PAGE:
Pernod Shrimp with Tarragon, Fennel, and Feta
After 3 photoshoots over the last 2 weeks featuring 4th of July outdoor entertainment menus, I found myself longing for a non-traditional recipe that had the biggest, boldest flavors I could find. I just returned from London a few weeks back where I picked up a copy of Yotam Ottolenghi’s cookbook, NOPI (named after his famous restaurant there). Paging through, I came across King Prawn with Pernod, Tarragon, and Feta. This recipe called out to me. My first fascination was that it had Pernod, tarragon, and fennel, which would make one think that that the final product could be too liquorish-forward. But I had to trust the genius – and he was right.
I never follow recipes exactly, but I did follow this one pretty closely. I’m not a fan of Sumac, so I left it off. The flavors were otherworldly. My farmer’s market had no King Prawn, so I settled for wild-caught shrimp from the Georgia coast to keep it in the family.
I left the shrimp heads on, as Ottolenghi suggested, and they made the sauce sing. Simply clean and peel the shrimp as normal, leaving the head and tail on. The head is easily removed when eating, and provides an elevated, fancy French took to the plate.
I made Grandma Mildred’s famous white rice to serve as a base, but also toasted some buttered French bread slices for “sopping” the yummy sauce.
Place the shrimp in a bowl with thyme, garlic, zest, and 1/8 cup of EVOO. Toss to coat shrimp, and cover, and leave to marinate for at least an hour- but can be left overnight.
Place feta in bowl, add 2 Tablespoons of EVOO, Red Pepper flakes, and dried oregano. Stir gently and place back in fridge to marinate.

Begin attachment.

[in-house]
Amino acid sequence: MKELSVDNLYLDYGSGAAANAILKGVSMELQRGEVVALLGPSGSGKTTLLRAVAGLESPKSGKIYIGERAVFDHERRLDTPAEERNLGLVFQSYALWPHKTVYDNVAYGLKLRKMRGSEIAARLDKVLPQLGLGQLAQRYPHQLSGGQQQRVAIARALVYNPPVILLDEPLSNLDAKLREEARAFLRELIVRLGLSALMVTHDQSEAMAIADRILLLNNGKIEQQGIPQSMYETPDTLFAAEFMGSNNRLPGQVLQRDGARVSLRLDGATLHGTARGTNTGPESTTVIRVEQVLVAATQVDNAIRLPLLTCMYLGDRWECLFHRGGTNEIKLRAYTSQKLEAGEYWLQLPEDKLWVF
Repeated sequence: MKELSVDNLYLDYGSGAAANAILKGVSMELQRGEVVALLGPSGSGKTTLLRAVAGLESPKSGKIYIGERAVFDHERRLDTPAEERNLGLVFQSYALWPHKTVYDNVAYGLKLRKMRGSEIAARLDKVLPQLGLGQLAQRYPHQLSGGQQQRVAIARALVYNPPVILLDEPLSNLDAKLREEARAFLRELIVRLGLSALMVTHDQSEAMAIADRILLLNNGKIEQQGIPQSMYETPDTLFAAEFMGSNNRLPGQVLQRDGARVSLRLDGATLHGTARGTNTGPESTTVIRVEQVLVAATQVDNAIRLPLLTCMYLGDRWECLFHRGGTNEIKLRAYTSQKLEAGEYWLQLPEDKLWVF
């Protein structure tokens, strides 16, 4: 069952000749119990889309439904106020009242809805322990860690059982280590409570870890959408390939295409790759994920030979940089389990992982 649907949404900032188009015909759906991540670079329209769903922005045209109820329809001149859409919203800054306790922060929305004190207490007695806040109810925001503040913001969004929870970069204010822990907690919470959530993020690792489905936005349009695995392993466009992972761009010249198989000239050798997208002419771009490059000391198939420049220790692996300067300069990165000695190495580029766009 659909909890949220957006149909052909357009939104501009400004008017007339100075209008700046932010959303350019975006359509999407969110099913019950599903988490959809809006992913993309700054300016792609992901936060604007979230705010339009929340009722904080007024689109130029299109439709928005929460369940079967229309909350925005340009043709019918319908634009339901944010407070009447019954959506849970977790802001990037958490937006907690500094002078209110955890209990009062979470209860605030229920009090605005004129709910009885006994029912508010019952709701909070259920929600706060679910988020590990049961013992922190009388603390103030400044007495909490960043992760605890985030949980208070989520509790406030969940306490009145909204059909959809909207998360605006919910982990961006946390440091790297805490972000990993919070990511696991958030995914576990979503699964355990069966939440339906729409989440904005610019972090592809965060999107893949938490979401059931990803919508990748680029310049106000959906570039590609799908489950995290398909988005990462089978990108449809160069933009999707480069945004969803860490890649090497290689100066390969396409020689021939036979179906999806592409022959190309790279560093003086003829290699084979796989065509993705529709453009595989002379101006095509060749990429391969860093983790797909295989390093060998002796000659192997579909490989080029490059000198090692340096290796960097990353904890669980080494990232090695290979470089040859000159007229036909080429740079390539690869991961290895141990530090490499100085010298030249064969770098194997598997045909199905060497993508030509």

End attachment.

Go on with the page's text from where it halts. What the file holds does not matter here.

Heat remaining 1/8th cup of EVOO and sear the shrimp for just 2 minutes on high heat until they are no longer translucent, BUT NOT FULLY COOKED. Remove them to a plate and set aside. Now, sear the fennel on med-hi heat until charred nicely (about 7 minutes) flipping halfway through. Remove fennel. Deglaze pan with Pernod, then add stock. Cook until reduced, and then turn heat down, add butter, tarragon, and salt. Stir from bottom gently until sauce becomes glossy. Return shrimp to sauce and remove from heat. Shrimp will finish cooking.
Plate rice first, then sauce, shrimp, bits of feta, and garnish with fennel and a shrimp head. Serve with buttered French bread slices.
A Note on Pernod: The oldest anise liqueur in France, Pernod is made from distillates of star anise, fennel and 14 other botanicals such as coriander and mint. It has a low licorice content, which sets it apart from pastis. The original version included wormwood and was produced as absinthe at the Pernod Fils factory from 1805. The Pernod liquor of today was created in 1938, though a reformulated absinthe based on the original recipe was released in 2005. It can be found at most package stores. If you can’t find Pernod specifically, any licorice flavored liqueur will do nicely.